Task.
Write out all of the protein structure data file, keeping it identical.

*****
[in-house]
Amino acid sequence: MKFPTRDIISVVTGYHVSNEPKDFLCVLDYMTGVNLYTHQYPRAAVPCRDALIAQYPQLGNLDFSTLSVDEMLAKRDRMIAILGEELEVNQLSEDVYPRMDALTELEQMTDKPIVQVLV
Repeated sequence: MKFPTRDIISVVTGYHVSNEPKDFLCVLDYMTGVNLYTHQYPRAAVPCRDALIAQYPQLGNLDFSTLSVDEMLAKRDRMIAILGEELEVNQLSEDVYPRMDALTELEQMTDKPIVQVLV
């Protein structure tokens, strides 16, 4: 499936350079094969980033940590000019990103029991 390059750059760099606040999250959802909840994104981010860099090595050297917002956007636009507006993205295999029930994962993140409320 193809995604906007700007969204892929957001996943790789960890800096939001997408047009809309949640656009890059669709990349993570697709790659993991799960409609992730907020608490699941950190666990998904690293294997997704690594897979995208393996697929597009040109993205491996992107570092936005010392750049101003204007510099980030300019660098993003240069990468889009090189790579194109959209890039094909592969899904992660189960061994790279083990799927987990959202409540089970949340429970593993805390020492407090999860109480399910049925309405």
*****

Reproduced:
[in-house]
Amino acid sequence: MKFPTRDIISVVTGYHVSNEPKDFLCVLDYMTGVNLYTHQYPRAAVPCRDALIAQYPQLGNLDFSTLSVDEMLAKRDRMIAILGEELEVNQLSEDVYPRMDALTELEQMTDKPIVQVLV
Repeated sequence: MKFPTRDIISVVTGYHVSNEPKDFLCVLDYMTGVNLYTHQYPRAAVPCRDALIAQYPQLGNLDFSTLSVDEMLAKRDRMIAILGEELEVNQLSEDVYPRMDALTELEQMTDKPIVQVLV
């Protein structure tokens, strides 16, 4: 499936350079094969980033940590000019990103029991 390059750059760099606040999250959802909840994104981010860099090595050297917002956007636009507006993205295999029930994962993140409320 193809995604906007700007969204892929957001996943790789960890800096939001997408047009809309949640656009890059669709990349993570697709790659993991799960409609992730907020608490699941950190666990998904690293294997997704690594897979995208393996697929597009040109993205491996992107570092936005010392750049101003204007510099980030300019660098993003240069990468889009090189790579194109959209890039094909592969899904992660189960061994790279083990799927987990959202409540089970949340429970593993805390020492407090999860109480399910049925309405």